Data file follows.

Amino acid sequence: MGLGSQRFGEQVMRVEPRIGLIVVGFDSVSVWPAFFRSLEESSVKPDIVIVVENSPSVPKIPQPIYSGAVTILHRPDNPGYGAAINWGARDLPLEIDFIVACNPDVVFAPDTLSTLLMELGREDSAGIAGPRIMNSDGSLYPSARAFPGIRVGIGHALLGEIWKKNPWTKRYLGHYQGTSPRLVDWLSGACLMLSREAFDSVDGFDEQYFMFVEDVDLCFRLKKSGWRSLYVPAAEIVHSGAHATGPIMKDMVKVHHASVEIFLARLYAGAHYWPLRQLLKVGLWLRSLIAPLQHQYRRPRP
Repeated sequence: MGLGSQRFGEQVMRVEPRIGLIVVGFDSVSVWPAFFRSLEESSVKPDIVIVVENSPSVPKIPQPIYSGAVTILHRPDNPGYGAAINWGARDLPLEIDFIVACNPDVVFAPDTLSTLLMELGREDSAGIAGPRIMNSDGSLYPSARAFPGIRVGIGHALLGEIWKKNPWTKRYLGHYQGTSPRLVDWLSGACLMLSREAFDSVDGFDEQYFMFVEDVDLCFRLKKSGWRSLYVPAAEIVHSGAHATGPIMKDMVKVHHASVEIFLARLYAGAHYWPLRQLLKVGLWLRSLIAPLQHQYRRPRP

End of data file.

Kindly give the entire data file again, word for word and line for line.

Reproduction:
Amino acid sequence: MGLGSQRFGEQVMRVEPRIGLIVVGFDSVSVWPAFFRSLEESSVKPDIVIVVENSPSVPKIPQPIYSGAVTILHRPDNPGYGAAINWGARDLPLEIDFIVACNPDVVFAPDTLSTLLMELGREDSAGIAGPRIMNSDGSLYPSARAFPGIRVGIGHALLGEIWKKNPWTKRYLGHYQGTSPRLVDWLSGACLMLSREAFDSVDGFDEQYFMFVEDVDLCFRLKKSGWRSLYVPAAEIVHSGAHATGPIMKDMVKVHHASVEIFLARLYAGAHYWPLRQLLKVGLWLRSLIAPLQHQYRRPRP
Repeated sequence: MGLGSQRFGEQVMRVEPRIGLIVVGFDSVSVWPAFFRSLEESSVKPDIVIVVENSPSVPKIPQPIYSGAVTILHRPDNPGYGAAINWGARDLPLEIDFIVACNPDVVFAPDTLSTLLMELGREDSAGIAGPRIMNSDGSLYPSARAFPGIRVGIGHALLGEIWKKNPWTKRYLGHYQGTSPRLVDWLSGACLMLSREAFDSVDGFDEQYFMFVEDVDLCFRLKKSGWRSLYVPAAEIVHSGAHATGPIMKDMVKVHHASVEIFLARLYAGAHYWPLRQLLKVGLWLRSLIAPLQHQYRRPRP